One of my favorite things about Jim Powell’s peripatetic novel of politics, identity, and “home” is that I can’t think of a single writer to compare him to. Graham Greene? Chang-Rae Lee? Jane Gardam? This is for sure: Powell, 61, briefly the mailboy for the Beatles (!) and for much of his life an ad man for a London firm, doesn’t write like a kid with a freshly minted MFA—no spiky dialogue or resonant descriptions of angled sunlight. Instead we get the leisurely, urbane, yet oddly gripping narration of Feliks Zhukovski, a 61-year-old ex-Communist Parisian bachelor who sees his political convictions fall apart through a cascading series of events in 1991. Born in Poland before World War II, Feliks believes he was abandoned at an early age by his mother and brother and has let ideology serve as his surrogate family. No longer a card-carrying Communist, he nonetheless stubbornly admires Stalin and overlooks his excesses. Having written tourist guides to the Eastern Bloc for decades (and flirted with espionage for the Soviets), Feliks suddenly finds himself in a new world. The Berlin Wall has fallen and his books, extolling the “economic miracle” of East Germany, are antiquated. Happily, an American publishing house wants to buy the rights—less pleasant are the family secrets Feliks will uncover on a trip to the U.S., then Poland, then Germany. With each revelation—it would ruin the book to give them away—Feliks becomes less sure of the memories he has lived with for half a century, and increasingly undone. Powell’s novel may be set in 1991 but his theme feels of the moment: Political certainties are blinkering; they leave us ill-equipped for irrationality, bumps in the road—life as we know it. I devoured these near 350 pages and, though the very end struck me as a too tidy, a bit pat, I nevertheless felt cheered by Feliks’ hard-won transformation.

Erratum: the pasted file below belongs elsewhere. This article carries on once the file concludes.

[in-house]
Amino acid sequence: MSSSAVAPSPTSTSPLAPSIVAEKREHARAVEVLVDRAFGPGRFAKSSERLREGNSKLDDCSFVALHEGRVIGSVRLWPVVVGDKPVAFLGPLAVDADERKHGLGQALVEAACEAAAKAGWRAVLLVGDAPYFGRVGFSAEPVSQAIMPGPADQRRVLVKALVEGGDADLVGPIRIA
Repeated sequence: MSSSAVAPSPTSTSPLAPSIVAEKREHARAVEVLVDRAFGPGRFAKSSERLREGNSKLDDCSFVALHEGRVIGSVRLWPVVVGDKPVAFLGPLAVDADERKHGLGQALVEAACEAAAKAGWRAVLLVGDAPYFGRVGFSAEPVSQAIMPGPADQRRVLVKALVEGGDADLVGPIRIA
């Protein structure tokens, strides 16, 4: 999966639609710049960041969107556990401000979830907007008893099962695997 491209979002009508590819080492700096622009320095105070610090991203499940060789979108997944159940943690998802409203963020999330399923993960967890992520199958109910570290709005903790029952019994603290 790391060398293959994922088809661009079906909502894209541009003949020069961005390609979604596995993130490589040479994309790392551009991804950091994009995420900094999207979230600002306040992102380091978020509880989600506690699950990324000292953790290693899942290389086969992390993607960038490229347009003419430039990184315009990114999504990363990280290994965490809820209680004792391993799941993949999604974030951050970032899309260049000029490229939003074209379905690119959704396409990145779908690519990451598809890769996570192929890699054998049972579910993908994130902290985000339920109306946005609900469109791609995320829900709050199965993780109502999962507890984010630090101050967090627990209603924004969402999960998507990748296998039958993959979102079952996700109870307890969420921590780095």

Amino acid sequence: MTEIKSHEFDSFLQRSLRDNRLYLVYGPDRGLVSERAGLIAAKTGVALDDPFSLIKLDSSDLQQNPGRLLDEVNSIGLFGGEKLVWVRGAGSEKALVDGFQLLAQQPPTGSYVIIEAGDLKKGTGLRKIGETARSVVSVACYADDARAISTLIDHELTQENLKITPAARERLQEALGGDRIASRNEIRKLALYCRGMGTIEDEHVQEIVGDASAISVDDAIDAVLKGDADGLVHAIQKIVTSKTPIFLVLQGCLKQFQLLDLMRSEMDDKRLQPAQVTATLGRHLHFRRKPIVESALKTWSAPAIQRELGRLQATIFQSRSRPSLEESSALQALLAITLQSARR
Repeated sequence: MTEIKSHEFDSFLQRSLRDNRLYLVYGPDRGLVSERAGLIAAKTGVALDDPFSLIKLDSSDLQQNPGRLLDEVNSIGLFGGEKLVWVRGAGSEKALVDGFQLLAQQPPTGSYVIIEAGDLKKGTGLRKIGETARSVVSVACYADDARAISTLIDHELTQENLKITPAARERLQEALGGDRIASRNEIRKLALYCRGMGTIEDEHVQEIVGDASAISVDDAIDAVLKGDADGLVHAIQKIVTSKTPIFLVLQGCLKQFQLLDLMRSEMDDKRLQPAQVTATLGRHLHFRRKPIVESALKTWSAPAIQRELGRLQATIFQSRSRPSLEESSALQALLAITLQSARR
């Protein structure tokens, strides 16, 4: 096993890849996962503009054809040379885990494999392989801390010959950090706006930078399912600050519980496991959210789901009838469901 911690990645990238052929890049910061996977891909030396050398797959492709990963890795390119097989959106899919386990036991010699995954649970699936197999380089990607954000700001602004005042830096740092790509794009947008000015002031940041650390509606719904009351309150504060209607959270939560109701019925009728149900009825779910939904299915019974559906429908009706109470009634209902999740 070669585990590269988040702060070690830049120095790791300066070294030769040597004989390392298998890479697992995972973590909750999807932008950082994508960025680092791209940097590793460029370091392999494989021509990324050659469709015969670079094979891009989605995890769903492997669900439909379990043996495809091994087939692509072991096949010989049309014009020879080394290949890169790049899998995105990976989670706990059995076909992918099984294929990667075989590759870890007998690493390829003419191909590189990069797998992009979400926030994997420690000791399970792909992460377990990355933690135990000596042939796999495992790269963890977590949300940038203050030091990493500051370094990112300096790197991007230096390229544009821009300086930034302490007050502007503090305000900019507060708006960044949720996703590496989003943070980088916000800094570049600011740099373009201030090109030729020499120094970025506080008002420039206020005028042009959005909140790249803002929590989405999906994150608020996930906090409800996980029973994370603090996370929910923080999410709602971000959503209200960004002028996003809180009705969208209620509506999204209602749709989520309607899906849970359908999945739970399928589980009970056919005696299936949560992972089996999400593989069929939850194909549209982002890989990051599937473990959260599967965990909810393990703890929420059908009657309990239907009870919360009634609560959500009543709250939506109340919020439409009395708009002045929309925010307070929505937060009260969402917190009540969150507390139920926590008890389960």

Taylor Antrim is fiction critic for The Daily Beast and the author of the novel The Headmaster Ritual.